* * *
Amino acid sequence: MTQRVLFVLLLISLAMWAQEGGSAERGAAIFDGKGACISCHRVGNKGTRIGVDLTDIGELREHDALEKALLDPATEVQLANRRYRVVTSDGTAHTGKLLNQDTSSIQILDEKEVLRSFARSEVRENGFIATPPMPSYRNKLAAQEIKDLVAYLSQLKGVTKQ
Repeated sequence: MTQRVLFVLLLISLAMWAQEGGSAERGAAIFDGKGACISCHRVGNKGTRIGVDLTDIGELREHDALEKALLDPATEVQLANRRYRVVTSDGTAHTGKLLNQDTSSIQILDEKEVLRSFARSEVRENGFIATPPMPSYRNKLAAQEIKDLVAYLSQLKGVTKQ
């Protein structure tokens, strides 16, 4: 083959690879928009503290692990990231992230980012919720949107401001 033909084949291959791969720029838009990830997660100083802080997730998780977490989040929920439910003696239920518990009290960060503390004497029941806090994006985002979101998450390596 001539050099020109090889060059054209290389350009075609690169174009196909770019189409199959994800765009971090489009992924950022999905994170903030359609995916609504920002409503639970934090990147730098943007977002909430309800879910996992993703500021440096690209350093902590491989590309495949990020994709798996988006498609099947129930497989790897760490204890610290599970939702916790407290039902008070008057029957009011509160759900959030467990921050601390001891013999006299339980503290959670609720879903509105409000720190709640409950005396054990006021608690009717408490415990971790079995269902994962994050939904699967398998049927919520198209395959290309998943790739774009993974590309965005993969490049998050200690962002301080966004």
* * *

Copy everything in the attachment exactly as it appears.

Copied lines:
Amino acid sequence: MTQRVLFVLLLISLAMWAQEGGSAERGAAIFDGKGACISCHRVGNKGTRIGVDLTDIGELREHDALEKALLDPATEVQLANRRYRVVTSDGTAHTGKLLNQDTSSIQILDEKEVLRSFARSEVRENGFIATPPMPSYRNKLAAQEIKDLVAYLSQLKGVTKQ
Repeated sequence: MTQRVLFVLLLISLAMWAQEGGSAERGAAIFDGKGACISCHRVGNKGTRIGVDLTDIGELREHDALEKALLDPATEVQLANRRYRVVTSDGTAHTGKLLNQDTSSIQILDEKEVLRSFARSEVRENGFIATPPMPSYRNKLAAQEIKDLVAYLSQLKGVTKQ
């Protein structure tokens, strides 16, 4: 083959690879928009503290692990990231992230980012919720949107401001 033909084949291959791969720029838009990830997660100083802080997730998780977490989040929920439910003696239920518990009290960060503390004497029941806090994006985002979101998450390596 001539050099020109090889060059054209290389350009075609690169174009196909770019189409199959994800765009971090489009992924950022999905994170903030359609995916609504920002409503639970934090990147730098943007977002909430309800879910996992993703500021440096690209350093902590491989590309495949990020994709798996988006498609099947129930497989790897760490204890610290599970939702916790407290039902008070008057029957009011509160759900959030467990921050601390001891013999006299339980503290959670609720879903509105409000720190709640409950005396054990006021608690009717408490415990971790079995269902994962994050939904699967398998049927919520198209395959290309998943790739774009993974590309965005993969490049998050200690962002301080966004």